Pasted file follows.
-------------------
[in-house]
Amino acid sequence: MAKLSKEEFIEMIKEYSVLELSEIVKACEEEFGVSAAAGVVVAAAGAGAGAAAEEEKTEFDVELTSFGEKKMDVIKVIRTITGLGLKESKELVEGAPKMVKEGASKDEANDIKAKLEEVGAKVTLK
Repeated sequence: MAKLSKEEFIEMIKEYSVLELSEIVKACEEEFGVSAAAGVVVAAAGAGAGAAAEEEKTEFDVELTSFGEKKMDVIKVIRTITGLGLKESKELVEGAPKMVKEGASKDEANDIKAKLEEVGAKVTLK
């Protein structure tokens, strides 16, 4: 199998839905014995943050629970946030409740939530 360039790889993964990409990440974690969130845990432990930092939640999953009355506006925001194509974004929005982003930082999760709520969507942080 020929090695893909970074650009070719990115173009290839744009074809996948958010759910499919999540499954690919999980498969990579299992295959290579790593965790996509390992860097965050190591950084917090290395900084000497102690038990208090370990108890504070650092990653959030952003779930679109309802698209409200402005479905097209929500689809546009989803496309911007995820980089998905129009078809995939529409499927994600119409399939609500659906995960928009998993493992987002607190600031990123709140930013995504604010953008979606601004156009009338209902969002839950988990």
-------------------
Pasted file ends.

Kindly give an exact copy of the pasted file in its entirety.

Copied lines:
[in-house]
Amino acid sequence: MAKLSKEEFIEMIKEYSVLELSEIVKACEEEFGVSAAAGVVVAAAGAGAGAAAEEEKTEFDVELTSFGEKKMDVIKVIRTITGLGLKESKELVEGAPKMVKEGASKDEANDIKAKLEEVGAKVTLK
Repeated sequence: MAKLSKEEFIEMIKEYSVLELSEIVKACEEEFGVSAAAGVVVAAAGAGAGAAAEEEKTEFDVELTSFGEKKMDVIKVIRTITGLGLKESKELVEGAPKMVKEGASKDEANDIKAKLEEVGAKVTLK
């Protein structure tokens, strides 16, 4: 199998839905014995943050629970946030409740939530 360039790889993964990409990440974690969130845990432990930092939640999953009355506006925001194509974004929005982003930082999760709520969507942080 020929090695893909970074650009070719990115173009290839744009074809996948958010759910499919999540499954690919999980498969990579299992295959290579790593965790996509390992860097965050190591950084917090290395900084000497102690038990208090370990108890504070650092990653959030952003779930679109309802698209409200402005479905097209929500689809546009989803496309911007995820980089998905129009078809995939529409499927994600119409399939609500659906995960928009998993493992987002607190600031990123709140930013995504604010953008979606601004156009009338209902969002839950988990």